Prom 10: A Wild Rumpus

Knussen
Higglety Pigglety Pop!
Where the Wild Things Are

Rosemary Hardy (soprano)
Valdine Anderson (soprano)
Mary King (mezzo-soprano)
Christopher Gillett (tenor)
Quentin Hayes (baritone)
David Wilson-Johnson (bass-baritone)
Stephen Richardson (bass)

London Sinfonietta
Oliver Knussen


Reviewed by: David Wordsworth

Reviewed: 26 July, 2002
Venue: Royal Albert Hall, London

Oliver Knussen’s 50th birthday has already been celebrated widely and it seems only fitting that the Proms should salute his unique contribution to our musical life both as conductor and composer. The fact that these wonderful fantasy operas based on Maurice Sendak’s tales have not been staged in this country for so long beggars belief – certainly when considering some of the pap that has found its way into our opera houses.

This was a double celebration. Before Wild Things the Royal Philharmonic Society awarded a characteristically bashful Knussen a richly deserved honorary membership. This involved the surreal experience of Elliott Carter’s voice bellowing around the auditorium singing the praises of the already-embarrassed centre of the audience’s attention who then gave the shortest acceptance speech ever heard.

The audience was small if hugely appreciative. Whoever had the bright idea of advertising this double-bill as suitable for children made a bad mistake. Without the visual aid of the cuddly Wild Things and the adventuresome Terrier in ’HPP!’, Knussen’s music is far too sophisticated to be taken in by young ears. Indeed, there was the departure of several little groups of no-doubt-disappointed youngsters and some rightly irritated parents who probably believed they would hear something akin to Peter and the Wolf.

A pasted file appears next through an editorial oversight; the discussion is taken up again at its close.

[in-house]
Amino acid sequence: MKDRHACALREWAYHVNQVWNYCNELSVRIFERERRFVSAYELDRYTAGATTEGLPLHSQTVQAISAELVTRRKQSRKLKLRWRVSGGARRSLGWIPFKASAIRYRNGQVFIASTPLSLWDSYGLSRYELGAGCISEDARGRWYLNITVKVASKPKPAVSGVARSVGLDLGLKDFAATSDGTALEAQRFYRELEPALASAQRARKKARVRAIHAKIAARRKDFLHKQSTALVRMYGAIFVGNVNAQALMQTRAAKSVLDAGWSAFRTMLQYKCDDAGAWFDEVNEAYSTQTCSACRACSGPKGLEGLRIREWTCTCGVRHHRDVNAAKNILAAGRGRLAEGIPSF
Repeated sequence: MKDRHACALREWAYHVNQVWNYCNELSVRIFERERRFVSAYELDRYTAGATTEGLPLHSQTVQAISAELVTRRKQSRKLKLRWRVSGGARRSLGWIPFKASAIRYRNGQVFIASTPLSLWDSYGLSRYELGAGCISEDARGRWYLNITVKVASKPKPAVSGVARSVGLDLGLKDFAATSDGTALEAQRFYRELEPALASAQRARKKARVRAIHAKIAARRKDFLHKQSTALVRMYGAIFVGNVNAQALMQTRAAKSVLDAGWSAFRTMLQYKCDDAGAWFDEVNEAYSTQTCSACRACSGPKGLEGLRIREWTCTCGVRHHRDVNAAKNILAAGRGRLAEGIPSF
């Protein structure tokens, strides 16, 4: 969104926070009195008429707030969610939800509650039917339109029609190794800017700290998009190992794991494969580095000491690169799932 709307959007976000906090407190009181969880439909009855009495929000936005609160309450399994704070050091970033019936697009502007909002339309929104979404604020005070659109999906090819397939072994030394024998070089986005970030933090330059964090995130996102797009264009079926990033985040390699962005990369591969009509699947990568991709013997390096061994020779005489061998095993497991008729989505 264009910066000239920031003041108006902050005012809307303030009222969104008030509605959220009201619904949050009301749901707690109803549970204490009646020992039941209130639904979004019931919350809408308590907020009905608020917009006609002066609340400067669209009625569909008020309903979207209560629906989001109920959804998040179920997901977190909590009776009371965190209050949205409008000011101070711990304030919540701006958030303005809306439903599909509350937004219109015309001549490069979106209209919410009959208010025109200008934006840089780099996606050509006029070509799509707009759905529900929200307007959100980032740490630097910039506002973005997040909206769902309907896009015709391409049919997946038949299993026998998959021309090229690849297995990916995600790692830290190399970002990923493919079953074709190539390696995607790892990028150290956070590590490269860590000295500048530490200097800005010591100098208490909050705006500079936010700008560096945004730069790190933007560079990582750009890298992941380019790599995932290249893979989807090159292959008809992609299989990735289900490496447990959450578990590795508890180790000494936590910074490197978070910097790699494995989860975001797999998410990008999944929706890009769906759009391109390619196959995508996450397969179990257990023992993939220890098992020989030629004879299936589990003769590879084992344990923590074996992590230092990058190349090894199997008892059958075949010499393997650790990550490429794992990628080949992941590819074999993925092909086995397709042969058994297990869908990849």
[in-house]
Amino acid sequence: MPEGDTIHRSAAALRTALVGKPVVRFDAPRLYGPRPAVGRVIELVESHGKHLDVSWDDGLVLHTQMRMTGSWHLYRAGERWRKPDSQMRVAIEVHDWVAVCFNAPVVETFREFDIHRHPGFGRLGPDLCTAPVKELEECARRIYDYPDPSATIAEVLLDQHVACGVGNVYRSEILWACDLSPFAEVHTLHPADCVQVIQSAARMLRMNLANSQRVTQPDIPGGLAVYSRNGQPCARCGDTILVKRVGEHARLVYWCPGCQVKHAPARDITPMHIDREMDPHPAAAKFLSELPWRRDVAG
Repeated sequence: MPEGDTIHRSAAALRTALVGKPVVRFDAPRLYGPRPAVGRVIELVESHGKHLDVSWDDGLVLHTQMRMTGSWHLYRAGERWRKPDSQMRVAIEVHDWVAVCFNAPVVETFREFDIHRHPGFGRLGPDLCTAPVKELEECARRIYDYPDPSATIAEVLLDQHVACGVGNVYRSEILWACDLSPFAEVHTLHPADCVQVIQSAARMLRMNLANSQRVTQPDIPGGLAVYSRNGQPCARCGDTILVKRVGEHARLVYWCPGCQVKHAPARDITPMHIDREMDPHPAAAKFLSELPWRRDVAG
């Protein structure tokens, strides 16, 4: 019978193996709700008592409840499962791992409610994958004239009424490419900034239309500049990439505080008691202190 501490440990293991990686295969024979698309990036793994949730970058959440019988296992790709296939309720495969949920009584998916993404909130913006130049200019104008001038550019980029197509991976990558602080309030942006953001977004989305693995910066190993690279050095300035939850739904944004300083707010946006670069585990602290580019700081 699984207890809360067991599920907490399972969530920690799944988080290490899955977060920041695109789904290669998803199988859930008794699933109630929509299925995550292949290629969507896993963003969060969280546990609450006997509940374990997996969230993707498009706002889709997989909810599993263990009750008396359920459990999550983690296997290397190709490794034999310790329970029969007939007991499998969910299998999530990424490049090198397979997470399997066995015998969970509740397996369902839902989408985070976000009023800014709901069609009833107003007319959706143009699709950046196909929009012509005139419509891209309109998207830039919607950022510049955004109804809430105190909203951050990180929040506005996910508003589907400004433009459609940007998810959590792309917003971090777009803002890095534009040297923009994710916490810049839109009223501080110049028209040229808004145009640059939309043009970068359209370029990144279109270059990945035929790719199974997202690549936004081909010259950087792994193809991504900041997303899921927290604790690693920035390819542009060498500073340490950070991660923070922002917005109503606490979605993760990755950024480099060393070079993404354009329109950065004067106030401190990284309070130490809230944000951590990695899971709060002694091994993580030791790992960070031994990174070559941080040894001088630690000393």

The cast for these performances contained old and trusted friends. Mary King brilliantly recreated the role of Jennie (the Terrier in search of “more than everything”) in ’HPP!’. Valdine Anderson negotiated the virtuoso antics of Baby with ease, while Stephen Richardson was a particularly fierce Lion. The rest of the distinguished cast gave us entertaining and characterful turns as a Cat, a Pig, and an Ash-Tree that has a heart-stoppingly-beautiful duet with Jennie.

Knussen has readily acknowledged his debt to some of his favourite composers – Ravel, Mussorgsky and Britten included. The Ash-Tree/Jennie duet is a not-very-distant cousin of Ravel’s L’Enfant et les sortilèges, and in the hands of a lesser composer there may have been more than a raised eyebrow. Such is the care and finesse here that all one does is gasp at the absolute rightness of every note and the pure beauty of the soundworld. The enlarged London Sinfonietta, under the composer’s superfine ear and watchful eye, was needless to say quite excellent.

Where the Wild Things Are saw another creator of the original role, this time Rosemary Hardy as the naughty boy Max, complete with white romper-suit and spectacular tantrum-turn. Therest of the cast (with Wild Things attached to their music stands) grunted, squeaked, grumbled, groaned and spat as only experienced Wild Things can. If there is another living composer that could come up with something as magical, mysterious, funny and beguiling as this then I can’t think of one.

I have a feeling the composer would agree that he would be hard pressed to come up with singers and players who could enter into the spirit of both scores with such care, wit and enthusiasm. A wonderful evening – let’s hope we don’t have to wait until another significant Knussen birthday before these operas get the staging they so badly need.

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